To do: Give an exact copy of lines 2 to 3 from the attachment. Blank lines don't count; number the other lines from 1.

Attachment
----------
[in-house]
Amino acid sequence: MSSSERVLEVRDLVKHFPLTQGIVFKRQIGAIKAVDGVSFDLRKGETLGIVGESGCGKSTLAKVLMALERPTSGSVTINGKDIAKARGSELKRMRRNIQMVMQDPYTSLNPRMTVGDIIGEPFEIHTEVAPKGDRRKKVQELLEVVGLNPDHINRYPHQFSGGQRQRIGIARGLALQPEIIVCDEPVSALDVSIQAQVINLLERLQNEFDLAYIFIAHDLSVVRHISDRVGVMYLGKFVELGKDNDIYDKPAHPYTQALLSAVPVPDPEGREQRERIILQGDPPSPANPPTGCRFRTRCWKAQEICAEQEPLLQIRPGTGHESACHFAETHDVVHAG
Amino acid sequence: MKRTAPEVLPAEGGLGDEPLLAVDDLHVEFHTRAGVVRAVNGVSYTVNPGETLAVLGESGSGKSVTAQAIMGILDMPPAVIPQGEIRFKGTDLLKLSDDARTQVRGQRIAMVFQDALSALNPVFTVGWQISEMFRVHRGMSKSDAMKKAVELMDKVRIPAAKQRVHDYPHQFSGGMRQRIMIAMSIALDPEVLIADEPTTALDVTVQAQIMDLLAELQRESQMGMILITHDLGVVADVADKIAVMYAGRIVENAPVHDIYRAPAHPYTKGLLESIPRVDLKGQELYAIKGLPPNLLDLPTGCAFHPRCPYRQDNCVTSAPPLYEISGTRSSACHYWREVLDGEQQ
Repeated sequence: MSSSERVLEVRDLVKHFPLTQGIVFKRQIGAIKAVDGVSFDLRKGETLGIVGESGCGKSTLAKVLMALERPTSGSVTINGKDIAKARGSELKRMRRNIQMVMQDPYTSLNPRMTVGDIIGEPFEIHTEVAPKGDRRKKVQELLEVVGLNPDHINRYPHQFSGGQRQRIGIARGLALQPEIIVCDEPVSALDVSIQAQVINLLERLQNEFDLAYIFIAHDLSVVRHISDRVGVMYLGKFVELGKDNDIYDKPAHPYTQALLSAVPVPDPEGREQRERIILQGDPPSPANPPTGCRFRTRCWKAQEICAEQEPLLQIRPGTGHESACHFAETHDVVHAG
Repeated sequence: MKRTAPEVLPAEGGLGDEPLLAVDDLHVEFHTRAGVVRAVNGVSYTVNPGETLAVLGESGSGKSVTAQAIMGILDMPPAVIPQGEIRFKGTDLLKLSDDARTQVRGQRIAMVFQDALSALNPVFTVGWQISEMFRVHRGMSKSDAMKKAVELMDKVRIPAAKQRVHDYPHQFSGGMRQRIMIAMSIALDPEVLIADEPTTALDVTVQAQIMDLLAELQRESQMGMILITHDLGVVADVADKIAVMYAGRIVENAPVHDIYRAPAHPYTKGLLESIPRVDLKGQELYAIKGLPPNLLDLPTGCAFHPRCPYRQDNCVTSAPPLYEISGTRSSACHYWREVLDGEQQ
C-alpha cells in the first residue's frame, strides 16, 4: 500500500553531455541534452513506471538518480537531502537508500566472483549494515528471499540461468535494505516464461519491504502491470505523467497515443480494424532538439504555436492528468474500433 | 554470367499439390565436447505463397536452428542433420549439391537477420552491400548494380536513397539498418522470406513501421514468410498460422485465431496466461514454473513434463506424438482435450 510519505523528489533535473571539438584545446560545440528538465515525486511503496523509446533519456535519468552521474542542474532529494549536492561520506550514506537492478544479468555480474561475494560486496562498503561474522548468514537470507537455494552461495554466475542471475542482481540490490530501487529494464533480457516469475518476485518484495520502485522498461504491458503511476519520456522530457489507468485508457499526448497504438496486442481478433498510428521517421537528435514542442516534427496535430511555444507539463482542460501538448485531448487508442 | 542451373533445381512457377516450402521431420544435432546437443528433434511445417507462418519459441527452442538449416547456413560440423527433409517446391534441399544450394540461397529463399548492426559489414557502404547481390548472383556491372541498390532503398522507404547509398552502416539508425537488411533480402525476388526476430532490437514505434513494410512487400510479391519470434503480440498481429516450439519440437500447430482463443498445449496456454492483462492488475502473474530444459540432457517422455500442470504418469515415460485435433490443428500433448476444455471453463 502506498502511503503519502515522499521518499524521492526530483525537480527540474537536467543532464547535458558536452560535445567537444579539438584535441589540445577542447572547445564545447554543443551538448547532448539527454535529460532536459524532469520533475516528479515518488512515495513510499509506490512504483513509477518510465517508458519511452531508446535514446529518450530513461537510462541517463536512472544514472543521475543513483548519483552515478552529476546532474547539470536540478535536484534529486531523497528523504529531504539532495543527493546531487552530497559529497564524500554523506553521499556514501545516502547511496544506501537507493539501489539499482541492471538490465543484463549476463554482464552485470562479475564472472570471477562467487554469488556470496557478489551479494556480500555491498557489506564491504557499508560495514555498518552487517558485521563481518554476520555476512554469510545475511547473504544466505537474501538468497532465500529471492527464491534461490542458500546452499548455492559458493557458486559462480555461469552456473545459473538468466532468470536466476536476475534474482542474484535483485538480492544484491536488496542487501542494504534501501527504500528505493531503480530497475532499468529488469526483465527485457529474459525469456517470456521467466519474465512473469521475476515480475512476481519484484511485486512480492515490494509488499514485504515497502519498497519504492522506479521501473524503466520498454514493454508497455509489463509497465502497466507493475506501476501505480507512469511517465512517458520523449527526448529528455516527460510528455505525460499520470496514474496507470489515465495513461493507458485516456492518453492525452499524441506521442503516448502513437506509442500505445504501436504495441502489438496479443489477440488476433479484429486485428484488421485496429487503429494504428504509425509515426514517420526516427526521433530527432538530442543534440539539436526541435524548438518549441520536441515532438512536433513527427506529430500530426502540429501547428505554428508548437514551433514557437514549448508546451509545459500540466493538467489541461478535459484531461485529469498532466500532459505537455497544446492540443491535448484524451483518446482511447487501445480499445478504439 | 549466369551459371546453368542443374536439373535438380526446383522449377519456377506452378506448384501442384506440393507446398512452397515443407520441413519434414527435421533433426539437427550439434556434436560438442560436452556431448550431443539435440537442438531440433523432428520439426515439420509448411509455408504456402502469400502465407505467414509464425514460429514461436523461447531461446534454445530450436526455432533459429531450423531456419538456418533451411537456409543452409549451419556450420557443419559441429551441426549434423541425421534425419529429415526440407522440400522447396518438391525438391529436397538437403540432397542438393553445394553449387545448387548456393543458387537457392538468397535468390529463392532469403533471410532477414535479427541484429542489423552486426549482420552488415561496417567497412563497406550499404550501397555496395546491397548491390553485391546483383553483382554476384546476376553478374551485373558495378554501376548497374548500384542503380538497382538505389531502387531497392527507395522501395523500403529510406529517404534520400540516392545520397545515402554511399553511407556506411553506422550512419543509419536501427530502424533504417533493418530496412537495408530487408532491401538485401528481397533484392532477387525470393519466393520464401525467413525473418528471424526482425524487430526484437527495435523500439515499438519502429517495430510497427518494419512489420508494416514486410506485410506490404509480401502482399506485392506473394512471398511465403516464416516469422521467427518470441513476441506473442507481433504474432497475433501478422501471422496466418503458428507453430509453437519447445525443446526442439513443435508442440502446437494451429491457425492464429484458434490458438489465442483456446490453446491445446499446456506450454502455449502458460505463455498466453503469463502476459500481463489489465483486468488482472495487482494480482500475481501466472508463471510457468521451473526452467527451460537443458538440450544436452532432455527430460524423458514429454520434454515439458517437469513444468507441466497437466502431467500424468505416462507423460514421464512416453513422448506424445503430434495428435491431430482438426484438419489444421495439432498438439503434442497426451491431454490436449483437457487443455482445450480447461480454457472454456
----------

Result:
Amino acid sequence: MSSSERVLEVRDLVKHFPLTQGIVFKRQIGAIKAVDGVSFDLRKGETLGIVGESGCGKSTLAKVLMALERPTSGSVTINGKDIAKARGSELKRMRRNIQMVMQDPYTSLNPRMTVGDIIGEPFEIHTEVAPKGDRRKKVQELLEVVGLNPDHINRYPHQFSGGQRQRIGIARGLALQPEIIVCDEPVSALDVSIQAQVINLLERLQNEFDLAYIFIAHDLSVVRHISDRVGVMYLGKFVELGKDNDIYDKPAHPYTQALLSAVPVPDPEGREQRERIILQGDPPSPANPPTGCRFRTRCWKAQEICAEQEPLLQIRPGTGHESACHFAETHDVVHAG
Amino acid sequence: MKRTAPEVLPAEGGLGDEPLLAVDDLHVEFHTRAGVVRAVNGVSYTVNPGETLAVLGESGSGKSVTAQAIMGILDMPPAVIPQGEIRFKGTDLLKLSDDARTQVRGQRIAMVFQDALSALNPVFTVGWQISEMFRVHRGMSKSDAMKKAVELMDKVRIPAAKQRVHDYPHQFSGGMRQRIMIAMSIALDPEVLIADEPTTALDVTVQAQIMDLLAELQRESQMGMILITHDLGVVADVADKIAVMYAGRIVENAPVHDIYRAPAHPYTKGLLESIPRVDLKGQELYAIKGLPPNLLDLPTGCAFHPRCPYRQDNCVTSAPPLYEISGTRSSACHYWREVLDGEQQ